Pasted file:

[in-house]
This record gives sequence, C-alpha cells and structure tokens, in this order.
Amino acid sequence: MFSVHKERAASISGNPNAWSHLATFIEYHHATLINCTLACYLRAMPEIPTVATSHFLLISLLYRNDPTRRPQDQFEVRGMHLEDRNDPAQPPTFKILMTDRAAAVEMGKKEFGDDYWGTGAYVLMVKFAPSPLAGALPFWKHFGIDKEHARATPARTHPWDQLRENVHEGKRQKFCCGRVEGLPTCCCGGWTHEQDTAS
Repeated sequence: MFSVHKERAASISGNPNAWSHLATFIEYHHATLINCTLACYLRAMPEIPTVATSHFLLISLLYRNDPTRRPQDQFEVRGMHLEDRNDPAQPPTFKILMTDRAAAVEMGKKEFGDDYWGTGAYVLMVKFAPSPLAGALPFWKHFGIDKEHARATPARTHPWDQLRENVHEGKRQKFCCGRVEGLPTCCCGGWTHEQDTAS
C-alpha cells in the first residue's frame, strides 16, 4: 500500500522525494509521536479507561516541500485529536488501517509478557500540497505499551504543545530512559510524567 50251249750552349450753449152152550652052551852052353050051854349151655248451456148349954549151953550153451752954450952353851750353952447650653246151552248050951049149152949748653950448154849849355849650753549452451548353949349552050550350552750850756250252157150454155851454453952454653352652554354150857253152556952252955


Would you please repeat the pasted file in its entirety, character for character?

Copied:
[in-house]
This record gives sequence, C-alpha cells and structure tokens, in this order.
Amino acid sequence: MFSVHKERAASISGNPNAWSHLATFIEYHHATLINCTLACYLRAMPEIPTVATSHFLLISLLYRNDPTRRPQDQFEVRGMHLEDRNDPAQPPTFKILMTDRAAAVEMGKKEFGDDYWGTGAYVLMVKFAPSPLAGALPFWKHFGIDKEHARATPARTHPWDQLRENVHEGKRQKFCCGRVEGLPTCCCGGWTHEQDTAS
Repeated sequence: MFSVHKERAASISGNPNAWSHLATFIEYHHATLINCTLACYLRAMPEIPTVATSHFLLISLLYRNDPTRRPQDQFEVRGMHLEDRNDPAQPPTFKILMTDRAAAVEMGKKEFGDDYWGTGAYVLMVKFAPSPLAGALPFWKHFGIDKEHARATPARTHPWDQLRENVHEGKRQKFCCGRVEGLPTCCCGGWTHEQDTAS
C-alpha cells in the first residue's frame, strides 16, 4: 500500500522525494509521536479507561516541500485529536488501517509478557500540497505499551504543545530512559510524567 50251249750552349450753449152152550652052551852052353050051854349151655248451456148349954549151953550153451752954450952353851750353952447650653246151552248050951049149152949748653950448154849849355849650753549452451548353949349552050550350552750850756250252157150454155851454453952454653352652554354150857253152556952252955